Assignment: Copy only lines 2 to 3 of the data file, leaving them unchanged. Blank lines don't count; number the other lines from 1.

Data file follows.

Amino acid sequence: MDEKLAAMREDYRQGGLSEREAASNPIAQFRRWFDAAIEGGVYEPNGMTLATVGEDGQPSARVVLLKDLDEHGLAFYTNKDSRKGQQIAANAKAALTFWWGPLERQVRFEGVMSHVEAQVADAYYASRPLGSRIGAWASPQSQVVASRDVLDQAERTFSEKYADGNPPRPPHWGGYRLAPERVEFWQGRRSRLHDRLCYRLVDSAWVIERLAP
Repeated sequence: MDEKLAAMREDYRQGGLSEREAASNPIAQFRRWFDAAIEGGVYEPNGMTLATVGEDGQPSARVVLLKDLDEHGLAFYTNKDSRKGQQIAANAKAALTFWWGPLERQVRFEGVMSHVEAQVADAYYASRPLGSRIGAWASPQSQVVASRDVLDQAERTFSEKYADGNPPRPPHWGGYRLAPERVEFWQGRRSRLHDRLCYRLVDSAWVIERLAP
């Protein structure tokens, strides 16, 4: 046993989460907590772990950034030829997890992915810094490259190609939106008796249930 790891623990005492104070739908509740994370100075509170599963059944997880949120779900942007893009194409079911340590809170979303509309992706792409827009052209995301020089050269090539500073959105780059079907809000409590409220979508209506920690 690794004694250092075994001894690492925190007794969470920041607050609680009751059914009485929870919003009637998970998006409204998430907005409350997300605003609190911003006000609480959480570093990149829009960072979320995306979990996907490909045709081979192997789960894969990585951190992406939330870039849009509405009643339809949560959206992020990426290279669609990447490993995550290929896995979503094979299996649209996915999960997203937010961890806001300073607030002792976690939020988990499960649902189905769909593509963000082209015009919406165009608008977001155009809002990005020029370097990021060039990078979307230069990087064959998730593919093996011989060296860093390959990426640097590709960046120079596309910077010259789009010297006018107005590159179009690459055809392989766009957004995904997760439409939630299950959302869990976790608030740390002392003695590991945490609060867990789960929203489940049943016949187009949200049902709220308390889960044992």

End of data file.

Repeated sequence: MDEKLAAMREDYRQGGLSEREAASNPIAQFRRWFDAAIEGGVYEPNGMTLATVGEDGQPSARVVLLKDLDEHGLAFYTNKDSRKGQQIAANAKAALTFWWGPLERQVRFEGVMSHVEAQVADAYYASRPLGSRIGAWASPQSQVVASRDVLDQAERTFSEKYADGNPPRPPHWGGYRLAPERVEFWQGRRSRLHDRLCYRLVDSAWVIERLAP
């Protein structure tokens, strides 16, 4: 046993989460907590772990950034030829997890992915810094490259190609939106008796249930 790891623990005492104070739908509740994370100075509170599963059944997880949120779900942007893009194409079911340590809170979303509309992706792409827009052209995301020089050269090539500073959105780059079907809000409590409220979508209506920690 690794004694250092075994001894690492925190007794969470920041607050609680009751059914009485929870919003009637998970998006409204998430907005409350997300605003609190911003006000609480959480570093990149829009960072979320995306979990996907490909045709081979192997789960894969990585951190992406939330870039849009509405009643339809949560959206992020990426290279669609990447490993995550290929896995979503094979299996649209996915999960997203937010961890806001300073607030002792976690939020988990499960649902189905769909593509963000082209015009919406165009608008977001155009809002990005020029370097990021060039990078979307230069990087064959998730593919093996011989060296860093390959990426640097590709960046120079596309910077010259789009010297006018107005590159179009690459055809392989766009957004995904997760439409939630299950959302869990976790608030740390002392003695590991945490609060867990789960929203489940049943016949187009949200049902709220308390889960044992």